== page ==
Adena Physicians & Staff, Community News

Black History Month Caregiver Profile: Michele Valentine

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Director, Diversity, Equity & Inclusion, Organizational Development, Volunteer Services

Michele has been asked to serve in a variety of roles over her 21 years with Adena Health. She has gained considerable insight into issues of diversity, equity and inclusion, not just through performance of her current work role, but through her personal experiences as a woman of color.

“I was told years ago by a co-worker, ‘Michele, you are the wrong gender to be an effective leader, you are too big and, by the way, you have the wrong color of skin.’,” she said. “Immediately I was reminded of what my parents always taught me: ‘No matter what, show up your authentic self and be determined to reach your dreams. You may have to work harder than someone that does not look like you, but your goodness and determination will win in the end.”

As we celebrate Black History Month and the importance understanding plays in the embracing of diversity, Michele shares some of those experiences that have helped her become the person she is today.

Forgiving the hate

Michele is reminded of the following poem that she feels demonstrates why trauma, fear and anxiety is mixed with pride, determination, dignity, and passion in the Black community.

“So you mean to tell me that someone down your ancestry line survived being chained to other human bodies for several months in the bottom of a diseased infested ship during the middle passage?

"Lost their language, customs and traditions, picked up the English language as best they could while working free of charge from sun up to sun down as they watched babies sold from out of their arms and women raped by ruthless slave owners.

"So you mean to tell me someone in your ancestry line took different names with no last names, no birth certificates, no heritage of any kind, braved the Underground Railroad, survived the Civil War to enter into sharecropping, learned to read and write out of sheer will and determination, faced the burning crosses of the KKK, averted their eyes at the black bodies swinging from the trees?

"So you mean to tell me someone in your ancestry fought in World Wars as soldiers only to return to America as boys, and colored boys at that?

"They marched in Birmingham, they were hosed in Selma, jailed in Wilmington, assassinated in Memphis, segregated in the South, ghettoed in the North, ignored in history books, and stereotyped in Hollywood.

"And, in spite of it all, someone in your family line endured every era to make sure you would get here.

"But you receive one rejection,

"Face one obstacle, lose one friend, get overlooked, and you want to quit.

"How dare you entertain the very thought of quitting. People you will never know survived from generation to generation so you could succeed. Don’t you dare let them down

"It is not in our DNA to quit.”

“We are still our ancestors’ wildest dreams,” Michele said. “We must stop watering things in our life that were never meant to grow. They were only for a season and to make us stronger. Forgive the hate because, if you don’t, hate will eat at your very soul.”

Push past your silence

“In my lifetime, I’ve seen police brutality, wrongful incarcerations within our black community, and it is as though it’s modern-day slavery,” Michele said. “We cannot forget the police that stand as an ally next to us, not tolerating racism, but the fear and trauma of watching Black people die at the hands of white people for jogging in a neighborhood is terrifying. It sits with us in our thoughts because these images and examples are real, as is being called the ‘N’ word multiple times right here in this great city. I ask that you have empathy, which involves action – very different from sympathy. Your silence is as loud as the racist comments. Push past your silence because your voice makes a difference.”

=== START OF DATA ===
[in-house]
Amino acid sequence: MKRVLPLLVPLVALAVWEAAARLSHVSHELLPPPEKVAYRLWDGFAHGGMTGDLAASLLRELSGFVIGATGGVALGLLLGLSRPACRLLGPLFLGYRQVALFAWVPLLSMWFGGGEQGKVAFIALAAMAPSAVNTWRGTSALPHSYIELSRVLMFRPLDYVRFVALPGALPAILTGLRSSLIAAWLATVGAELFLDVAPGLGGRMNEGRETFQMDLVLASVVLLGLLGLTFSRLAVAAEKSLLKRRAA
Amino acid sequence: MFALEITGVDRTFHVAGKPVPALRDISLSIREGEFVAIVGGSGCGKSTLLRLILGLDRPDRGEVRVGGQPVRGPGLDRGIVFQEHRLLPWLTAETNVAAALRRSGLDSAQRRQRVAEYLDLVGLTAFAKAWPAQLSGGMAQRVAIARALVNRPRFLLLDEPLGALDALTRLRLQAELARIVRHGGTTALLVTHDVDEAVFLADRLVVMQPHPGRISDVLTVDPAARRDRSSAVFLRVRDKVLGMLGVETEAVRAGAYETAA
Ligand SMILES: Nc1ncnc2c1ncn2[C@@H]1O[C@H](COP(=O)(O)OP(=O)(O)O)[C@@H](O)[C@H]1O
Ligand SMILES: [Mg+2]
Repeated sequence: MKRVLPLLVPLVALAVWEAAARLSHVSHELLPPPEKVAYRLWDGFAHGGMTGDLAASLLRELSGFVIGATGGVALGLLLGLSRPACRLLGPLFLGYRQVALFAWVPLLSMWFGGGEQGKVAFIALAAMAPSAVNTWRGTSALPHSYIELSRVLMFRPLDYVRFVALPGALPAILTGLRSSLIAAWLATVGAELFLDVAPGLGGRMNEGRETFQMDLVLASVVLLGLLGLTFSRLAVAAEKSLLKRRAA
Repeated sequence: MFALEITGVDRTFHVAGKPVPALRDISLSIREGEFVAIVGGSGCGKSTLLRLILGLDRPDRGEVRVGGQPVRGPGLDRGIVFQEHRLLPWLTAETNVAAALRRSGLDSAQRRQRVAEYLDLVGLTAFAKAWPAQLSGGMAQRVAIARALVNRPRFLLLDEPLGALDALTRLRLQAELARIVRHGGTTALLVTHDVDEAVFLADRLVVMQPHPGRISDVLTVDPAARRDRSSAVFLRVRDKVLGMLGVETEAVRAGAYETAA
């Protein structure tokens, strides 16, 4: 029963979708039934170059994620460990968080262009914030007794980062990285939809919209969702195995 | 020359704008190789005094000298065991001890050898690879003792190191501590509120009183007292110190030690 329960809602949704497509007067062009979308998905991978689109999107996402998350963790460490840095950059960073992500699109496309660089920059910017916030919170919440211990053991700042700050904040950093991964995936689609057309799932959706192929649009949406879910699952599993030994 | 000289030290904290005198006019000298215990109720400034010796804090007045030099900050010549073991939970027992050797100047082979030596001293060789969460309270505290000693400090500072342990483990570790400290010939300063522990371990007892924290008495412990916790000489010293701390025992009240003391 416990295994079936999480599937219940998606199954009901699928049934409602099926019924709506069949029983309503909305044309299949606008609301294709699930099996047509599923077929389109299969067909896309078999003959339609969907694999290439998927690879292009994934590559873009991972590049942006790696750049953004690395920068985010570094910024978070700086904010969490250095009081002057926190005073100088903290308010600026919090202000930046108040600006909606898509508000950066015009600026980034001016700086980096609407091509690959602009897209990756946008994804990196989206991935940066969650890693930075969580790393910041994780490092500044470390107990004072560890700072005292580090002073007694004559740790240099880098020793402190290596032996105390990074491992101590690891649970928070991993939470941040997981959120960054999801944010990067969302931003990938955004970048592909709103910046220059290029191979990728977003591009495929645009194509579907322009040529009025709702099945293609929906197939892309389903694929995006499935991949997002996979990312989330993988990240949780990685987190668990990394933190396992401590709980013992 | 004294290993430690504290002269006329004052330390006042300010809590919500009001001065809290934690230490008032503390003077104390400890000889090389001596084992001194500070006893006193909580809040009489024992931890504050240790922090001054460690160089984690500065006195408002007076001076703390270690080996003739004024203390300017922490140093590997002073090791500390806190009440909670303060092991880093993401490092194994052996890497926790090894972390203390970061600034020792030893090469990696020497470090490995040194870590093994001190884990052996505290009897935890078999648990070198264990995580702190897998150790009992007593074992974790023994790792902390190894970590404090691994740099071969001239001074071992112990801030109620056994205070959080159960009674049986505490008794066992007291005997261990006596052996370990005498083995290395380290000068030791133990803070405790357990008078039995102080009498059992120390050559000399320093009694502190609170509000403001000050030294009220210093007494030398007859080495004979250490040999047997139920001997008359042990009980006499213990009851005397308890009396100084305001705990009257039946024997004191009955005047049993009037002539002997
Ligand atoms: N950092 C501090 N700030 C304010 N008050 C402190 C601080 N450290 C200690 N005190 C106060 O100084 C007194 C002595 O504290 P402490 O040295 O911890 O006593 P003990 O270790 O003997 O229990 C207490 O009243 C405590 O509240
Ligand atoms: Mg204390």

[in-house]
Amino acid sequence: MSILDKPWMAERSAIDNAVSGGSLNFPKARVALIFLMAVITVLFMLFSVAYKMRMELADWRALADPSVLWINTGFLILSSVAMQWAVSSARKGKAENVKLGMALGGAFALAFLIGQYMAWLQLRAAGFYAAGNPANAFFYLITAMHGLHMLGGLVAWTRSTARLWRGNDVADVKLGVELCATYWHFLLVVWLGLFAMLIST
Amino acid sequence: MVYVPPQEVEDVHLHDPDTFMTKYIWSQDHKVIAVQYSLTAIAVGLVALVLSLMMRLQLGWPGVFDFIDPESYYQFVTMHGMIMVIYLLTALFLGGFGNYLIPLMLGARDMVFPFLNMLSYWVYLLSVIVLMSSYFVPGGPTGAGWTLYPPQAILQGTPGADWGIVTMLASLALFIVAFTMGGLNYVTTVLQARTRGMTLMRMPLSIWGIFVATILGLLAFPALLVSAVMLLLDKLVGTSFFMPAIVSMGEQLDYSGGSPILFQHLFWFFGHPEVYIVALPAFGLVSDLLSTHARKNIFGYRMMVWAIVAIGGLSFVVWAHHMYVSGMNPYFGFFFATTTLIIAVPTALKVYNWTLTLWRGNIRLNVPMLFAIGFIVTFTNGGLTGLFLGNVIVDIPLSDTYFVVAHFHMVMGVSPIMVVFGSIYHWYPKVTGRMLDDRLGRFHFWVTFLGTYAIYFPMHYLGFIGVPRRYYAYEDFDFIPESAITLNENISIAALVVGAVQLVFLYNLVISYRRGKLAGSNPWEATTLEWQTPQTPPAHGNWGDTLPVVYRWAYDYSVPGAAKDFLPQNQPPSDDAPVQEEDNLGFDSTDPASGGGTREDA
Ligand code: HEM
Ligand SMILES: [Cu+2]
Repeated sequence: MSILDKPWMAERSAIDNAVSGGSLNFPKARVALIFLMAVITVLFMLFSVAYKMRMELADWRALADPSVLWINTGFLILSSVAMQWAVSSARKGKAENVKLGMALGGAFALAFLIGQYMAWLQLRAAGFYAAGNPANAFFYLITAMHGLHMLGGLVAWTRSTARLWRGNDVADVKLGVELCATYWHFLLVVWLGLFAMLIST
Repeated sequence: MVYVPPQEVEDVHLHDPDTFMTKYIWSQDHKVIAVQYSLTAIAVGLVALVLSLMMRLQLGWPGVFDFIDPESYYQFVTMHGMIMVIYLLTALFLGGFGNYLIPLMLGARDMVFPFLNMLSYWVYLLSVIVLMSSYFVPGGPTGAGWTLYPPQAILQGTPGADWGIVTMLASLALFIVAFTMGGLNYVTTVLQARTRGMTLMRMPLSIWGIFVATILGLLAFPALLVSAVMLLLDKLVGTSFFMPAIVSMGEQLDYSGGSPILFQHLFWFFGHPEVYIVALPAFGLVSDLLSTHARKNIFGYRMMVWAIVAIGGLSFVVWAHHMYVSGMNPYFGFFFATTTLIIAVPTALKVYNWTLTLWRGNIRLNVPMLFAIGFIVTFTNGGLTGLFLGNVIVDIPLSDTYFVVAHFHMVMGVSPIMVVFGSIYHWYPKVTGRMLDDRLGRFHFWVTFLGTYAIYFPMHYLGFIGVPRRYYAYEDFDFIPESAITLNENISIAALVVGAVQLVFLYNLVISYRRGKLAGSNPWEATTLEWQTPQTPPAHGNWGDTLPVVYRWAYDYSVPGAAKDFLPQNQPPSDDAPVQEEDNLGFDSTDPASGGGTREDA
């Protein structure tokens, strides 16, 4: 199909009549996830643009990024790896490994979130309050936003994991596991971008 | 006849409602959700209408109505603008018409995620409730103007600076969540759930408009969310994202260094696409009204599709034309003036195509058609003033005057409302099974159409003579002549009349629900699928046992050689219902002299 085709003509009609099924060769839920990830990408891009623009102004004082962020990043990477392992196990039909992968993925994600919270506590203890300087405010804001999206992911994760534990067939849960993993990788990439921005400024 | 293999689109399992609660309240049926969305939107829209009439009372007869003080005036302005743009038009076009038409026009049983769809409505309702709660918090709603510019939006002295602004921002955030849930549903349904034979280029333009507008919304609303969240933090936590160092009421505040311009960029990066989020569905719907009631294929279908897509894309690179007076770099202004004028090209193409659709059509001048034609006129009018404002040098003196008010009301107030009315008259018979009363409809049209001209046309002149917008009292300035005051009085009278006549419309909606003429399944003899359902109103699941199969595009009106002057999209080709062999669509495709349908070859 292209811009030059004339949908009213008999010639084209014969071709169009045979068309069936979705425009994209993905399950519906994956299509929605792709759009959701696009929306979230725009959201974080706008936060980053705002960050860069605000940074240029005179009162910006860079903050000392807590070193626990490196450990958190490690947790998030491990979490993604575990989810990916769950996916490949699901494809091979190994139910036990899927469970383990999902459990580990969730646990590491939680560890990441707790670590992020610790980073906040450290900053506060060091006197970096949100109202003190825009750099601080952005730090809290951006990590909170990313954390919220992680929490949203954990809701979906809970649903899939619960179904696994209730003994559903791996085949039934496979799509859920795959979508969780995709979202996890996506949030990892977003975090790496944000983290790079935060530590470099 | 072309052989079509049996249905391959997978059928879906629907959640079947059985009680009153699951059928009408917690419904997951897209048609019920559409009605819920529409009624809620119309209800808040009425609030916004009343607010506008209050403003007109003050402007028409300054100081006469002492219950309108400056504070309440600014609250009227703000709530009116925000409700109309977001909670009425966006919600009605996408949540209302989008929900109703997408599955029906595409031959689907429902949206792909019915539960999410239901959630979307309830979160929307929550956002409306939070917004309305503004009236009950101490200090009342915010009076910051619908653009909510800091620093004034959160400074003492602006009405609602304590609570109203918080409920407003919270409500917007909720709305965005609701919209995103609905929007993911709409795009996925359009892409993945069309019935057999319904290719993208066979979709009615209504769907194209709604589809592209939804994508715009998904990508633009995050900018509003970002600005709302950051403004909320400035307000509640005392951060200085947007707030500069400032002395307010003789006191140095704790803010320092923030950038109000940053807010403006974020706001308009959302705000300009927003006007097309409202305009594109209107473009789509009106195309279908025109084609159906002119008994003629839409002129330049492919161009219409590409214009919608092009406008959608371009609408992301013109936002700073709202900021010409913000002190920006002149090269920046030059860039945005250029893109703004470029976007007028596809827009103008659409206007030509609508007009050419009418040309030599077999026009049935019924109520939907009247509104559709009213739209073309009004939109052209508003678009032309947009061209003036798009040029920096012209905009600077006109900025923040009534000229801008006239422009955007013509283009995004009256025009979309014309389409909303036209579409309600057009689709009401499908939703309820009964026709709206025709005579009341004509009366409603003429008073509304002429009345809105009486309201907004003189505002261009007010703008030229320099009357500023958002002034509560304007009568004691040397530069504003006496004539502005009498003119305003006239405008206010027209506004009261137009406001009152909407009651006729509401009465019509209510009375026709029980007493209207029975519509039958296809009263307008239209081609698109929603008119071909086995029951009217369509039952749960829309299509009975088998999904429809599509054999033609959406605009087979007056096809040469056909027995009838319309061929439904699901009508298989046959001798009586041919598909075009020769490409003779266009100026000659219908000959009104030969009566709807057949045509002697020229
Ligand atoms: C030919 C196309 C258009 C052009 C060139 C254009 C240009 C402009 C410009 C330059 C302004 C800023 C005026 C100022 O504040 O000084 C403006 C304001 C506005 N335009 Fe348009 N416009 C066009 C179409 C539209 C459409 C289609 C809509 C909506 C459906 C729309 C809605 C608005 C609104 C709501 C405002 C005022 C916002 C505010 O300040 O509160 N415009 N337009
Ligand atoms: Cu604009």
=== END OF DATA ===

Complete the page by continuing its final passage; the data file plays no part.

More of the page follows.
Holding her head up high

“This does not stop me from holding my head up high, both as a Black woman and human being – nobody can take that away from me,” Michele said. “I have a right to hold a college degree, and I am just two classes away from my master’s degree. I have a right to work hard and wear my director title with pride and continue to work hard at continued growth.

“I may not look like those in the board rooms across many cities, but when I get there, I will walk in and leave so much sparkle that they will need to clean the tables and chairs when I leave.”

Thoughts on Black history

“We forget that Black history didn’t start with slavery, it’s much deeper than that,” Michele notes. “It’s an emotional and psychological mistake to introduce the history of Black people as enslaved people, that’s how and when the damage begins. We were born kings and queens. We were leading complex political structures and were skilled in medicine and mathematics. We were business men and business women way before we were kidnapped and sold into slavery.

“I have not forgotten my queen potential, so each day I shine like I have the key to the castle. I shine for myself and for others. I cannot change the past, but I also won’t let the past change my future – I can only be a strong human to make sure the past does not repeat itself. I am supported by strong leaders of the executive team and blessed to report directly to the chief of HR, Heather Sprague. I am strong, beautiful, worth it and worthy. I can laugh, find peace and love and be loved. I lead with integrity, even when it’s hard.

“I am Black history.”